An appeals court last year ruled those approvals were not done correctly under state law, and remanded them back to both boards. But the Pinelands commissioners’ response — a resolution that set a public comment period before a likely vote February 10 — is still inconsistent with state law and the Pinelands Comprehensive Management Plan, contends PPA executive director Carleton Montgomery.

“You can’t adopt a new procedure by resolution, you have to adopt it by rule,” Montgomery said. “It just seems like a really blatant violation of the Administrative Procedure Act.”

But both the court and Pinelands officials rejected PPA’s latest attempt to delay the resolution. Commissioners conferred Monday by telephone with the state attorney general’s office, and voted 8 to 5 to proceed with Tuesday’s public comment session.

That vote hewed closely to previous splits among the commissioners over the South Jersey Gas proposal. But since 2014 the balance of power on the commission has changed, with new appointments of members more sympathetic to the pro-pipeline arguments by Gov. Chris Christie and local Pinelands counties.

Executive Director Wittenberg had to be asked to forward recent letters from pipeline objectors who were prominent players in Pinelands history to the commission.

“I was astounded these letters weren’t distributed,” said pipeline objector Glenn Ashton of Bordentown.

In a January 12 letter to commission chairman Sean Earlen, former governors Brendan Byrne, Thomas Kean, James J. Florio, and Christine Todd Whitman reiterated their objections to the pipeline project, first expressed in December 2013, a month before the commission deadlocked in an earlier vote.

“Our concerns are magnified by the fact that the Commission staff correctly determined in 2014 that the project violated the Comprehensive Management Plan, then, after the Commission vote in 2014, simply reversed that determination in order to advance its approval,” the former governors wrote. “This kind of inconsistency, if endorsed by the full Commission, undermines public confidence in the Pinelands Commission, further undermining the integrity of the entire Pinelands protection program.”

Two former Pinelands Commission executive directors weighed in too, along with Robert McIntosh, a former federal representative to the commission. All worked in the formative years of the Pinelands management plan, and urged the board to deny the application in letters last week.

The commission in 1988 amended its rules to make sure that public infrastructure projects, such as power lines and natural gas pipelines, must “primarily” serve Pinelands communities if they are to be allowed in forest areas, wrote Terrence D. Moore, the commission’s original executive director who served from 1979 to 1999.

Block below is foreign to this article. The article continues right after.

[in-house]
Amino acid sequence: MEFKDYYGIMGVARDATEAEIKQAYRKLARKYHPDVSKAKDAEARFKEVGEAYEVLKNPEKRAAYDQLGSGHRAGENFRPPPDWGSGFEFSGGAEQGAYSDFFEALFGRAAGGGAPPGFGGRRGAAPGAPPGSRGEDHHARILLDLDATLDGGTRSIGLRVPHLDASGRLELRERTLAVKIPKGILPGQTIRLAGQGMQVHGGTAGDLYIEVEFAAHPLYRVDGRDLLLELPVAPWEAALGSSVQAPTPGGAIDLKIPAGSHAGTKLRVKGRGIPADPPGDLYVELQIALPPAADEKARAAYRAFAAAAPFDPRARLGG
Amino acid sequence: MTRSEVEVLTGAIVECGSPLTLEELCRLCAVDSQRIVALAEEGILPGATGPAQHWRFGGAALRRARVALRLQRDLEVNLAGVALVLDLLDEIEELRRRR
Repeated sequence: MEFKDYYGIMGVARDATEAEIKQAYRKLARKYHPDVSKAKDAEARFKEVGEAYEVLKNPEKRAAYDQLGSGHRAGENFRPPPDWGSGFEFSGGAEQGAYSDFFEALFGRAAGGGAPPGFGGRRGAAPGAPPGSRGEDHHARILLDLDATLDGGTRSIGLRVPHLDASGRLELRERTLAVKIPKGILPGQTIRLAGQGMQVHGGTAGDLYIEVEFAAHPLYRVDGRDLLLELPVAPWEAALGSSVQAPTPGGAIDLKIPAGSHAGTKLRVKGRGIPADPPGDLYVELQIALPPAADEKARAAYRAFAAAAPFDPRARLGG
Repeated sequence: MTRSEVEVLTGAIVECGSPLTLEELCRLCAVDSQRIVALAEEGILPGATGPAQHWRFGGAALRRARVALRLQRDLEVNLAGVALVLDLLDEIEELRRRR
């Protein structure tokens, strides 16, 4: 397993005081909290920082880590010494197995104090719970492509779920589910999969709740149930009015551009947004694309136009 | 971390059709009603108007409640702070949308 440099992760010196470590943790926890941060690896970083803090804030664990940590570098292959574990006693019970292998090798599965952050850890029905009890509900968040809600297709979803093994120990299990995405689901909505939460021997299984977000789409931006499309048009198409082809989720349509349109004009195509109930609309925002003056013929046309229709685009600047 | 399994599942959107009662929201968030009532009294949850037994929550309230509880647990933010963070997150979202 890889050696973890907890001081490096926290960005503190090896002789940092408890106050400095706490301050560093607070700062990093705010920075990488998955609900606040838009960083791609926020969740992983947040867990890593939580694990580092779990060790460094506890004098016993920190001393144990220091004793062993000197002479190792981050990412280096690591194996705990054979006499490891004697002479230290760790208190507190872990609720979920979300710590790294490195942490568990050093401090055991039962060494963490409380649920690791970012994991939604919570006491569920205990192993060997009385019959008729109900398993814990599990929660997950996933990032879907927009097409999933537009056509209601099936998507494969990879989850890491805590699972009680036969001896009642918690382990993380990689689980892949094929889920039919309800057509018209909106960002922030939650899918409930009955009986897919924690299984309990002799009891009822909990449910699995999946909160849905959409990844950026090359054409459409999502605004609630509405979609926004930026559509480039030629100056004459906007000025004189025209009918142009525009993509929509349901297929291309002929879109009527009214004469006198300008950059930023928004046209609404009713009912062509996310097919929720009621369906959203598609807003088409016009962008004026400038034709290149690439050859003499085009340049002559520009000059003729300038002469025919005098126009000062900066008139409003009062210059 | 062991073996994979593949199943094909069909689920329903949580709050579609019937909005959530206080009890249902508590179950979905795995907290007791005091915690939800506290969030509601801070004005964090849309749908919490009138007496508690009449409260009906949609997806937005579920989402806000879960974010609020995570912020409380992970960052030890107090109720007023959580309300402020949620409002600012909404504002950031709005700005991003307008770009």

Moore and John C. Stokes, a longtime commission staffer who succeeded Moore in the top job, got back together to review past infrastructure proposals reviewed by the commission. Both concluded the B.L. England plant and pipeline proposal would fail those regulatory tests.

Stokes suggested the logic of approving the pipeline could lead directly to other future exceptions to the forest areas rules — like pipelines for liquefied natural gas terminals on the coast, power lines, and new highways.

“These may seem unlikely, and perhaps they are, but ten years ago I doubt that anyone thought the B.L. England plant would be converted to natural gas and seek a pipeline through the Pinelands,” Stokes wrote. “If you approve this gas line as a use that is typically permitted in the Forest Area and do not strengthen the Forest Area infrastructure standard … to avoid future abuses, I believe it’s inevitable that you’ll face these types of unforeseen circumstances in the years to come.”

In a response statement, South Jersey Gas officials contended residents and businesses in Cape May and Atlantic counties will benefit from both a secondary supply represented by the proposed pipeline and “locally sourced, lower-cost power” from the B.L. England site.

“The proposed solution takes into account Comprehensive Management Plan guidelines and provisions that facilitated numerous other utility infrastructure throughout the history of the Pinelands Commission. This project is no different and will be serving the needs of the 28,000 customers living in the Pinelands who will benefit from a reliable source of energy” the company said.

“The Comprehensive Management Plan allows pipelines in the Pinelands and has done so since the very first CMP was established in 1980,” according to the company, which operates 133 miles of high-pressure pipelines in the region.

“In reality, this project is no different,” Jeff DuBois, South Jersey Gas executive vice president and CEO, wrote in a recent statement.